Isaac Herzog, 53, is better known by his nickname "Bougie," which he was given by his Egyptian-born, French-speaking mother, who combined the French word for doll, "poupee," with the Hebrew equivalent, "buba," but he prefers to be called Isaac when speaking with English-speakers or foreigners, not its Hebrew version, Yitzhak.
"Isaac" was how he was known by his fellow pupils at Ramah High School in New York, where he studied while his father served as Israeli ambassador to the United Nations, he told Haaretz in an interview several years ago.
Herzog is the scion of a blue-blooded family. He is named after his grandfather, Rabbi Isaac Halevy Herzog, who was the Ashkenazi chief rabbi prior to Israel's statehood. His father, Chaim Herzog, was the sixth president of the state (from 1983 until 1993), and prior to that served as Israel's ambassador to the United Nations. His uncle was Abba Eban, a Mapai party leader and the foreign minister from 1966 to 1974 (Eban was married to Herzog's aunt Suzy, the sister of his mother, Aura Herzog). His other uncle was Yaakov Herzog, the director general of the Prime Minister's Office during the Levy Eshkol and Golda Meir administrations.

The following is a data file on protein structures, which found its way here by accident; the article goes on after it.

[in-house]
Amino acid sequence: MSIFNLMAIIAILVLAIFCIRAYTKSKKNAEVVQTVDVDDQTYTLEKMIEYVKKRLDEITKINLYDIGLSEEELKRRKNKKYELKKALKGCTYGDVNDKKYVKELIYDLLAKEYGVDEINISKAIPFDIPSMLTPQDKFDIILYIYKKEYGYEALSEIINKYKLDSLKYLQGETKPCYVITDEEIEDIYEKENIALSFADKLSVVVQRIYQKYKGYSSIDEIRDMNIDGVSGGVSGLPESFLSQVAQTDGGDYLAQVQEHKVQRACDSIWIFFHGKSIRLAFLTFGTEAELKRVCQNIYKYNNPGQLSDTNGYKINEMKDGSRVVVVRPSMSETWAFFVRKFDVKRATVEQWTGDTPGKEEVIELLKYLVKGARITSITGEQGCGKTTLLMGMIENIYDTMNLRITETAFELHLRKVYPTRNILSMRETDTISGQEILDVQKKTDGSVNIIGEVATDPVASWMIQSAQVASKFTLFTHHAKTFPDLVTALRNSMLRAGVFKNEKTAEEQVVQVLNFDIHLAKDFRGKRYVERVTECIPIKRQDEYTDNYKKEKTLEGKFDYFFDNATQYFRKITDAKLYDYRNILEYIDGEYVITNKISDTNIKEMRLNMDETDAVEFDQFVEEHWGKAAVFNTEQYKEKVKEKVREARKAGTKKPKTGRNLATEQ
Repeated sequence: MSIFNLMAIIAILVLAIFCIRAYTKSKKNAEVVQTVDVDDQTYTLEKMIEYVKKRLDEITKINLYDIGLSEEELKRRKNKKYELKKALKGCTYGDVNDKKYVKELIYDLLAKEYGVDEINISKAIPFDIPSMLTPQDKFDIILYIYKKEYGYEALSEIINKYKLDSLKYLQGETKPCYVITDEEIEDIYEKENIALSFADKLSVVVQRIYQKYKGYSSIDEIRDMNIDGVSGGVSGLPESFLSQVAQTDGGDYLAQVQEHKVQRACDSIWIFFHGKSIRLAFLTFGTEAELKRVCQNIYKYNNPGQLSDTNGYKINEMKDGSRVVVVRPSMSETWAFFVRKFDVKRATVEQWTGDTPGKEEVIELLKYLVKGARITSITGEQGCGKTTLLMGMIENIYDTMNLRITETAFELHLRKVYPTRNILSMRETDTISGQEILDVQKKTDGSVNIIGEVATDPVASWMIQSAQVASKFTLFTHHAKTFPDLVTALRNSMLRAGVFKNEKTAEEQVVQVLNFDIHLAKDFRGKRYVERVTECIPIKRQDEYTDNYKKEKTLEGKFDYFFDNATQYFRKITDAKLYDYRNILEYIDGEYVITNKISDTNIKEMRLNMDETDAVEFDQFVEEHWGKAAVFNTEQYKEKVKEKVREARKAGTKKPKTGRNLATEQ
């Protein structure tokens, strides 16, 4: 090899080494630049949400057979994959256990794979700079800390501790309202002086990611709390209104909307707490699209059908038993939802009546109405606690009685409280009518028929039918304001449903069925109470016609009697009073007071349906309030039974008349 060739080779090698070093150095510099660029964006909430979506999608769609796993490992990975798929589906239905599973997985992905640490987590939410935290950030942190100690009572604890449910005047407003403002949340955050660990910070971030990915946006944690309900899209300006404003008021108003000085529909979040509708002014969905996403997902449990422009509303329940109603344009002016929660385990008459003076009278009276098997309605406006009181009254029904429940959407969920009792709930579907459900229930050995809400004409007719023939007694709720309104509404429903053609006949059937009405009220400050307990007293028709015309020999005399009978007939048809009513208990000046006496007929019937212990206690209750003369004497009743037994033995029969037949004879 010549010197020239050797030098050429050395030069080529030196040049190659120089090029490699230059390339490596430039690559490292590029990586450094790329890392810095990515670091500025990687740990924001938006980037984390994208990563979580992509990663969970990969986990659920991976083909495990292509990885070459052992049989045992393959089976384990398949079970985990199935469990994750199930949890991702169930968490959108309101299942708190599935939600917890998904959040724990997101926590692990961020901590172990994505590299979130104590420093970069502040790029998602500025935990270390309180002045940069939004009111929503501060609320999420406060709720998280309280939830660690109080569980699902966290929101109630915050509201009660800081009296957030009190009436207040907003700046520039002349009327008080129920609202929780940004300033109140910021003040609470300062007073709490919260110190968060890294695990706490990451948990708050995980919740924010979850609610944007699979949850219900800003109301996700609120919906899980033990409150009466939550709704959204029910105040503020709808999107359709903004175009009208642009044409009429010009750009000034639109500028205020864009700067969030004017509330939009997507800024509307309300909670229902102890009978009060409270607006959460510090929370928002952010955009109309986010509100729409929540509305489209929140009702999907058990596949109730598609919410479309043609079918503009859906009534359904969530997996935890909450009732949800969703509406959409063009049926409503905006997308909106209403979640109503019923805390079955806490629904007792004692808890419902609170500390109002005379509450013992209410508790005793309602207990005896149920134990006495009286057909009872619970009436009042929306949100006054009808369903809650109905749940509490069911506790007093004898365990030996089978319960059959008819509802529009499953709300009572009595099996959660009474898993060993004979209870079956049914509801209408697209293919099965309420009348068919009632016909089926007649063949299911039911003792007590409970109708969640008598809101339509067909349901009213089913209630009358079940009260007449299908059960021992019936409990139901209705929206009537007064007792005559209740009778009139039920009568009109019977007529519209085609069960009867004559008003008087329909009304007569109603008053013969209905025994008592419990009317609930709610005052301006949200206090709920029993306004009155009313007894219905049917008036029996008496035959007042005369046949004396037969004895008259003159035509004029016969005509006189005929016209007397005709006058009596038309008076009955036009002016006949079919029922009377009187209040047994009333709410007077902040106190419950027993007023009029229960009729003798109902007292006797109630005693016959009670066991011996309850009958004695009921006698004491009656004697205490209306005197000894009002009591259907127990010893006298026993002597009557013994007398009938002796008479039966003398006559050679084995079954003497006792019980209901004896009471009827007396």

Herzog was the spoiled child, with two older brothers and a younger sister. The oldest is Yoel, a businessman who is married to the daughter of the millionaire Nissim Gaon and lives abroad. Michael (Mike) is a brigadier-general in the Israel Defense Forces who served as military secretary to defense ministers Eliahu Ben-Eliezer and Shaul Mofaz. He is currently a Milton Fine International Fellow at the Washington Institute for Near East Policy and a senior fellow at the Jewish People Policy Institute. His younger sister, Ronit, is a psychologist.
The elder Herzog had a high opinion of his son Isaac. In his autobiography, "Living History: A Memoir," Chaim Herzog wrote: "Bougie had long ago become a very close friend, and our relationship has gone far beyond what one might expect of a father-and-son relationship."
In an interview with Haaretz, Herzog confessed that his personal motivations are bound up in the family burden he bears. When asked what spurs him on, he answered: "I don't know, but there is a sort of very powerful internal motor that I carry on my back, perhaps from generations past. At times, I think I am a little screwed up in this regard."
Herzog is lawyer, a Labor Party member since 1985 and a Labor Party MK since 2003. He served as minister of housing and construction, minister of tourism, minister of welfare and social services, minister of the Diaspora, society, and fight against anti-Semitism.
On November 22, he was elected Labor Party chairman, in a 58.5 percent to 41.5 percent vote that ousted Shelly Yacimovich.